"Opting for the convenience of their kitchen table over
a neighbor's garage, nearly half of Californians are expected to cast their
votes by mail rather than at a polling site on Nov. 4, marking a milestone shift in the practice of democracy,
elections officials said," reports Jennifer Oldham in the Times.
"At least 40% of the state's registered voters already have decided they want
to vote by mail, according to data compiled Friday
by the California Assn. of Clerks and Elected Officials.
The percentage is expected to grow as Tuesday's deadline to apply for a mail-in ballot approaches.
"Nearly half of the state's voters are expected to cast their ballots by mail
this year. By comparison, 32% of voters used mail-in ballots in the 2004 presidential election and only 24% did so in 2000."
The LAT's Dan Morain reports on the difficulties for California's Republican congressional delegation in next Tuesday's election.
"Democrats already hold 34 of the state's 53 congressional seats. But they are particularly emboldened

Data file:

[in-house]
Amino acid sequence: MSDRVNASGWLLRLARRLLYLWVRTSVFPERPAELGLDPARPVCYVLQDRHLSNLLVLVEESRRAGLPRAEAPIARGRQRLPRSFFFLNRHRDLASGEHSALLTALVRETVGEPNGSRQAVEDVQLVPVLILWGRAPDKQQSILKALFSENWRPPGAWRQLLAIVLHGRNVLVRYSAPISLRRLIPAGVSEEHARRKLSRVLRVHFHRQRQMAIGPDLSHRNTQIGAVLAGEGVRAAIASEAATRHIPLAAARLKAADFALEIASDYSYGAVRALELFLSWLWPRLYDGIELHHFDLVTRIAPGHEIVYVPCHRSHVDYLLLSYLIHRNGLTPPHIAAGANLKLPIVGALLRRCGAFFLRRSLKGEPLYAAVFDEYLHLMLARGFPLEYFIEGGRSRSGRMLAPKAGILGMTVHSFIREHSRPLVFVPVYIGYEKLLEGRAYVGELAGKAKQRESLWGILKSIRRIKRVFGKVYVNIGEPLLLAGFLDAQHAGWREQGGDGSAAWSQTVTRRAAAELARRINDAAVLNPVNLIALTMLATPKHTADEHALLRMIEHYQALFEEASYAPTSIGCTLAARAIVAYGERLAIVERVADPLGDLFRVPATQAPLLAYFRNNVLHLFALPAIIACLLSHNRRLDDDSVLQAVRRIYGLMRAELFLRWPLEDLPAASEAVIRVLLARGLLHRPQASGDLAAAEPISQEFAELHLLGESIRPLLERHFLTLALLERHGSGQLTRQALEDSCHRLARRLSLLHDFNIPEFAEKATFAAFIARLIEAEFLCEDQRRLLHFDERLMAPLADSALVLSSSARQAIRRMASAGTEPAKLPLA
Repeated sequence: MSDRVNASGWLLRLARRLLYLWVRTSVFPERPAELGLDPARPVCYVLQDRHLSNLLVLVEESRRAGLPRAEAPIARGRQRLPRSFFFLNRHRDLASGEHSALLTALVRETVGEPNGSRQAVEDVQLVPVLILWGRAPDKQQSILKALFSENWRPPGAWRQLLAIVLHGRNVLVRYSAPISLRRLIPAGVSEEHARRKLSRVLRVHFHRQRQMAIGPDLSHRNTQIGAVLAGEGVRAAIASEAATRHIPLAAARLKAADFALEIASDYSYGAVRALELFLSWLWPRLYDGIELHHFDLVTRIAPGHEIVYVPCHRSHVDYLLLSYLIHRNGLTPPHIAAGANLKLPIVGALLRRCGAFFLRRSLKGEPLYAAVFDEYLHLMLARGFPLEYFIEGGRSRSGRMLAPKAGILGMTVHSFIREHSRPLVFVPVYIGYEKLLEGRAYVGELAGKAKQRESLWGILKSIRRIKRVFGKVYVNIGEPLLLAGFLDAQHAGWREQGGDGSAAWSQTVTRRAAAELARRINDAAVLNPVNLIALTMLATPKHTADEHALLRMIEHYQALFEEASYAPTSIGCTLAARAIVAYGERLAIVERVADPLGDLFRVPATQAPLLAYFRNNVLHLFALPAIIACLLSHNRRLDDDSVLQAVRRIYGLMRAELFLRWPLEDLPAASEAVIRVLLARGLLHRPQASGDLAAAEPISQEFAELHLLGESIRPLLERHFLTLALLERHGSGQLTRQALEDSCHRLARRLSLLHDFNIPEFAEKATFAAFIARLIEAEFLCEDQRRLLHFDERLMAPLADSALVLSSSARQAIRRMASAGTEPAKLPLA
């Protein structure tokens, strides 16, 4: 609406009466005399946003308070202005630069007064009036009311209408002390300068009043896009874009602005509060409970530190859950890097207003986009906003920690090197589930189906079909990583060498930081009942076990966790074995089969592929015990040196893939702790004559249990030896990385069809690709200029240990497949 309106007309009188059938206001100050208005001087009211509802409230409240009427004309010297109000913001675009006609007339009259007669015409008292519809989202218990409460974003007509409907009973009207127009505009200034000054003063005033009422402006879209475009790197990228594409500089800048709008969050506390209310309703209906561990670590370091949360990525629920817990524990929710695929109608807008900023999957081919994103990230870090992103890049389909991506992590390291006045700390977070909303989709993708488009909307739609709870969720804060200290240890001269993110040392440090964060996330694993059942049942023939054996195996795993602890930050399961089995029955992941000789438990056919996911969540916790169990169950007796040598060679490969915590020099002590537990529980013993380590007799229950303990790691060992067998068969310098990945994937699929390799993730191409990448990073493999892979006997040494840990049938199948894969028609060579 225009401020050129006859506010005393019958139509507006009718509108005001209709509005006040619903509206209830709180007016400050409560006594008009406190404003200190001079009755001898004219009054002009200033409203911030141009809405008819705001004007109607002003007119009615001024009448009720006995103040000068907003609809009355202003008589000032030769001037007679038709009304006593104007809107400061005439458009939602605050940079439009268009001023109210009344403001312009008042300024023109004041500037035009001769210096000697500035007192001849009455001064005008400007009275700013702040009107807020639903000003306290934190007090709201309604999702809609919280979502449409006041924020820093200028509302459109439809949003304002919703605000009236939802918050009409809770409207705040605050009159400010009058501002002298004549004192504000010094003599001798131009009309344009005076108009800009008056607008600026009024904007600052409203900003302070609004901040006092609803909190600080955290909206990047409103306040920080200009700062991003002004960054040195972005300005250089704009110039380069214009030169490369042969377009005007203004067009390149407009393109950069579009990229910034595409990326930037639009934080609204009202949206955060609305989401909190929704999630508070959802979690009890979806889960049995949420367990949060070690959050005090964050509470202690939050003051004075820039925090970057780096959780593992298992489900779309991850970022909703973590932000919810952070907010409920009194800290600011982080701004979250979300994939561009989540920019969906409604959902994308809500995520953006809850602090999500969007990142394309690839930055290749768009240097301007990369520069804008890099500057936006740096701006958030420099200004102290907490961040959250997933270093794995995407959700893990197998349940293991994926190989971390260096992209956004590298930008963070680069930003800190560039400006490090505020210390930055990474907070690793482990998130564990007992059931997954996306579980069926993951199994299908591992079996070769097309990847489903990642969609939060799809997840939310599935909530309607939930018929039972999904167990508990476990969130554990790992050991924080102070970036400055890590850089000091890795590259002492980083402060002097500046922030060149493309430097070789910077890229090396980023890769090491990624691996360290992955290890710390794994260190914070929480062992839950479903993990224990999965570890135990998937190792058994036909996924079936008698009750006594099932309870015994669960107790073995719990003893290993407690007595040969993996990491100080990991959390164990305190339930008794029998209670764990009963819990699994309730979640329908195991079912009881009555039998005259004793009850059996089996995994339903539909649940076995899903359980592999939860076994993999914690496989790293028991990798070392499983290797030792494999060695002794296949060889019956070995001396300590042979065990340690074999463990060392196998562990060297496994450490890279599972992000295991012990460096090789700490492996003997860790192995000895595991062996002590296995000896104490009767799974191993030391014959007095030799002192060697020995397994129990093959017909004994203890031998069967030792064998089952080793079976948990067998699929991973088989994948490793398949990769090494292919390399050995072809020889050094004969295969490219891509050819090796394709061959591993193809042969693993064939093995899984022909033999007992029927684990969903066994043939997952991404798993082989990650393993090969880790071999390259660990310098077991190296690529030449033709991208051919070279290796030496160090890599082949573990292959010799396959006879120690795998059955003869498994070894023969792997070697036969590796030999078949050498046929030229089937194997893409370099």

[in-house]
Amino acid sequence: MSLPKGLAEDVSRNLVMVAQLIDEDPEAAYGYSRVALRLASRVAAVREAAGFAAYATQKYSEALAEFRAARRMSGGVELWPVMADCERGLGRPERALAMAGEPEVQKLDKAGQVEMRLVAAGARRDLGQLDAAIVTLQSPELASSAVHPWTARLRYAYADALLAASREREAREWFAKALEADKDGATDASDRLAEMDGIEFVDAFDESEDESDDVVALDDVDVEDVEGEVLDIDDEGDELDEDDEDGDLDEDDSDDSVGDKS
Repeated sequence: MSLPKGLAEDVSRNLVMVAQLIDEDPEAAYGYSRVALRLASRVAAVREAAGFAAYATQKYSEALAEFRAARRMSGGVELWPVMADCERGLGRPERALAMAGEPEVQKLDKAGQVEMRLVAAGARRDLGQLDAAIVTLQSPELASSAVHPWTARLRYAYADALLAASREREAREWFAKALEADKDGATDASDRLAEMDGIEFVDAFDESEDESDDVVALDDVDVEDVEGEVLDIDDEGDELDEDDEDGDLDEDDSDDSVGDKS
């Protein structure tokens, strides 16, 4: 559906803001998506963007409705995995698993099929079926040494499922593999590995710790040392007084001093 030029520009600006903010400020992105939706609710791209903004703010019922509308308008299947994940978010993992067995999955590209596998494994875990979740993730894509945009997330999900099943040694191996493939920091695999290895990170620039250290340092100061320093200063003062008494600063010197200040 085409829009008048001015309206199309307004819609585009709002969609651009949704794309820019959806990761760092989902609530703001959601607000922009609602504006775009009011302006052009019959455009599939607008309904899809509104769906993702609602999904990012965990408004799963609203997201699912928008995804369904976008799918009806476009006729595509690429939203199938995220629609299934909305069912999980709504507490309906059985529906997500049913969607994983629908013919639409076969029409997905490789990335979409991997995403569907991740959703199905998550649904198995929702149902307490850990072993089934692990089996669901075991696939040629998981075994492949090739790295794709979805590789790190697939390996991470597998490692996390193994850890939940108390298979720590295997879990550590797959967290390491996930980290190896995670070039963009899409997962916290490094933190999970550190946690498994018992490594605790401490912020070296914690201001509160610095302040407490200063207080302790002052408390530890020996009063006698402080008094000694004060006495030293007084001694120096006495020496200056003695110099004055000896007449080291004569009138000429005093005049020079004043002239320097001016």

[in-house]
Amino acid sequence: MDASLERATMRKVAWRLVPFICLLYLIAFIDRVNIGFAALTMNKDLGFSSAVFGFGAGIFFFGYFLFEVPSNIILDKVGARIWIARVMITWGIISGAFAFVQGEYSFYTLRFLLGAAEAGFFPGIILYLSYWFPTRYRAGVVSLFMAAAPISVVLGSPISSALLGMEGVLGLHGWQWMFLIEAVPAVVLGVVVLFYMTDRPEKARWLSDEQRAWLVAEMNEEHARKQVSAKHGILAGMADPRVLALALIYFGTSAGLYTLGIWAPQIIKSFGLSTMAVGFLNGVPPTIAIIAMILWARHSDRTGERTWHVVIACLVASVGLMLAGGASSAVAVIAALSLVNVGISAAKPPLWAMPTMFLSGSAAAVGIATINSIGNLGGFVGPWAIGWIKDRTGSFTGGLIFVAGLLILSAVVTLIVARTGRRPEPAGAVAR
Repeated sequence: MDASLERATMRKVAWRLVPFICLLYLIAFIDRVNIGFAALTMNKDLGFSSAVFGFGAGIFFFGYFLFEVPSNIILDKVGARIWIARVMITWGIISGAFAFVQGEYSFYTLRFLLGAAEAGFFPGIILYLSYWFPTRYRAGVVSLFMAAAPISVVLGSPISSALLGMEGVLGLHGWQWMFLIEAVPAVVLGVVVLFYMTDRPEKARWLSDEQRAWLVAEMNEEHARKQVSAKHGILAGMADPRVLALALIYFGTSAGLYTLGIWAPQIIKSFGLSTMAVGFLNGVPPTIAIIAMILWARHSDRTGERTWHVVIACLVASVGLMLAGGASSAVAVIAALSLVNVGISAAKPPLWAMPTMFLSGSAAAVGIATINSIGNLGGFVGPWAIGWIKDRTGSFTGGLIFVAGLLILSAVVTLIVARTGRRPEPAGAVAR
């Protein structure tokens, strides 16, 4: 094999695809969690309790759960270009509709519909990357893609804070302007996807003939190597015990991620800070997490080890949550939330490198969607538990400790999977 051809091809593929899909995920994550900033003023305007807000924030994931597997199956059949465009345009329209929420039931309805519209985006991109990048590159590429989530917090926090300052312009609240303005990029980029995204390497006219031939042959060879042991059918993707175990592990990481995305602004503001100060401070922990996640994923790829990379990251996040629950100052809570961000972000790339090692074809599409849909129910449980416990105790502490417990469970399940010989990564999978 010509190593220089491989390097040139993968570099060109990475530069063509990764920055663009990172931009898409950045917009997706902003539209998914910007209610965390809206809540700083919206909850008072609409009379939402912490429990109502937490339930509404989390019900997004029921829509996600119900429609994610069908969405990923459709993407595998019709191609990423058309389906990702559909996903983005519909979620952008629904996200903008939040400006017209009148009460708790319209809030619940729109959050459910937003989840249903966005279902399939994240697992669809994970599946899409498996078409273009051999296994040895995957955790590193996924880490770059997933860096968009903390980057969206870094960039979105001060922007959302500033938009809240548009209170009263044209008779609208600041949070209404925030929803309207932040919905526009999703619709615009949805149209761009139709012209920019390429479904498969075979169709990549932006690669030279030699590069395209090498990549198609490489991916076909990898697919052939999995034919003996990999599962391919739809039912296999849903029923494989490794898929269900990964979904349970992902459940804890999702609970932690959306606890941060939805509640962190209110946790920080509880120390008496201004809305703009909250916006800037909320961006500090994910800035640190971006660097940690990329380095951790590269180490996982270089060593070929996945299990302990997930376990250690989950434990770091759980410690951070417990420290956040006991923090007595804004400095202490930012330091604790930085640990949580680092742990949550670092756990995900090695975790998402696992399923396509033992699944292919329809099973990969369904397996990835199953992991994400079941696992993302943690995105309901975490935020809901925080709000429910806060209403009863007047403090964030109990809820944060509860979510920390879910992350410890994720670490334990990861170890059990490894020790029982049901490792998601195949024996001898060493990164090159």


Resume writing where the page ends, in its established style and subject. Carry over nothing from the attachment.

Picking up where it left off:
this year, flush with money and buoyed by registration
gains. Republicans are struggling with, comparably,
a lack of funds and lower levels of enthusiasm.
"'We're not on the offense. We're only on defense,' said Rep. Kevin McCarthy (R-Bakersfield), who is happy to find himself unopposed this year."
Morain cites the now expected reelection of Jerry McNerney,
the emergence of Charlie Brown as the favorite to beat
Tom McClintock succeed John Doolittle, and the fact that David Dreier is having
to run a serious campaign.
"Allan Hoffenblum, a GOP strategist who tracks state
races as publisher of the nonpartisan California Target
Book, called the [Brian] Bilbray race a toss-up."
Hmm...we noticed that the California Republican Party shipped out $3 million to Nevada and Colorado. We wonder how many
California Republicans who might lose close races will
react to that money being gone...
From our High-speed Skelton Files, George Skelton thinks out loud about his vote on Proposition 1A.
"Actually, I'm confident the bullet train would work fine. It would
be a terrific alternative to miserable air travel on
airlines that treat passengers like cattle, or to long,
boring, hazardous car trips. A rolling "Field of Dreams" -- build it and they will ride.
"I'm just not confident of the shaky financing or that
California, given the difficulty of raising taxes,
can afford this luxury without sacrificing genuine
necessities. It's a shame the state has fallen into that position,
but it's the reality."
Oh, come on now. It's just another $40 billion or so. Who would even notice?
As we consider approving more bonds for infrastructure,
the Bee's Steve Wiegand writes that few of the dollars from the $42.7 billion in bonds marketed as economic stimulus approved